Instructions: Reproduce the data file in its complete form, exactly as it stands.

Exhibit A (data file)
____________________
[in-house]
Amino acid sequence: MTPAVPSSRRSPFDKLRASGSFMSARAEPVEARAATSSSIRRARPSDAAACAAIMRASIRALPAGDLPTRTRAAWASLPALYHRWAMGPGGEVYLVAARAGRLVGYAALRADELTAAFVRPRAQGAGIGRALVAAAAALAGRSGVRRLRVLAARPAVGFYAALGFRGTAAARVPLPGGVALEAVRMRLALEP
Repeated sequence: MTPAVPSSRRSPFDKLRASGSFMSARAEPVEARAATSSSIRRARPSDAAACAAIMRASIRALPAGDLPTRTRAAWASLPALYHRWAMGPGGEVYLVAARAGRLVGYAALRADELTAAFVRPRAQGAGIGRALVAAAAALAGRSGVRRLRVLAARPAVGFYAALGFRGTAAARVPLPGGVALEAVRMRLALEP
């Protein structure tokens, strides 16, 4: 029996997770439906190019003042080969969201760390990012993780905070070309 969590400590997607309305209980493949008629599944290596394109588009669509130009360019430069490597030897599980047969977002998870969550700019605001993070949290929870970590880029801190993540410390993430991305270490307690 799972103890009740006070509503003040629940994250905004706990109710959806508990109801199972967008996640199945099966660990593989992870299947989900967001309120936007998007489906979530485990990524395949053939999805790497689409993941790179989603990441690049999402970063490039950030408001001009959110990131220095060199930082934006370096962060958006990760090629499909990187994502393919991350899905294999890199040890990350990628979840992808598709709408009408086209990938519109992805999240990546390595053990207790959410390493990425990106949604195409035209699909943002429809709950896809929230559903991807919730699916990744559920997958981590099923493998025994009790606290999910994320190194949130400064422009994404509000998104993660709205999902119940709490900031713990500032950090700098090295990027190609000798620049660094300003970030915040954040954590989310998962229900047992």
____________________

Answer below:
[in-house]
Amino acid sequence: MTPAVPSSRRSPFDKLRASGSFMSARAEPVEARAATSSSIRRARPSDAAACAAIMRASIRALPAGDLPTRTRAAWASLPALYHRWAMGPGGEVYLVAARAGRLVGYAALRADELTAAFVRPRAQGAGIGRALVAAAAALAGRSGVRRLRVLAARPAVGFYAALGFRGTAAARVPLPGGVALEAVRMRLALEP
Repeated sequence: MTPAVPSSRRSPFDKLRASGSFMSARAEPVEARAATSSSIRRARPSDAAACAAIMRASIRALPAGDLPTRTRAAWASLPALYHRWAMGPGGEVYLVAARAGRLVGYAALRADELTAAFVRPRAQGAGIGRALVAAAAALAGRSGVRRLRVLAARPAVGFYAALGFRGTAAARVPLPGGVALEAVRMRLALEP
């Protein structure tokens, strides 16, 4: 029996997770439906190019003042080969969201760390990012993780905070070309 969590400590997607309305209980493949008629599944290596394109588009669509130009360019430069490597030897599980047969977002998870969550700019605001993070949290929870970590880029801190993540410390993430991305270490307690 799972103890009740006070509503003040629940994250905004706990109710959806508990109801199972967008996640199945099966660990593989992870299947989900967001309120936007998007489906979530485990990524395949053939999805790497689409993941790179989603990441690049999402970063490039950030408001001009959110990131220095060199930082934006370096962060958006990760090629499909990187994502393919991350899905294999890199040890990350990628979840992808598709709408009408086209990938519109992805999240990546390595053990207790959410390493990425990106949604195409035209699909943002429809709950896809929230559903991807919730699916990744559920997958981590099923493998025994009790606290999910994320190194949130400064422009994404509000998104993660709205999902119940709490900031713990500032950090700098090295990027190609000798620049660094300003970030915040954040954590989310998962229900047992």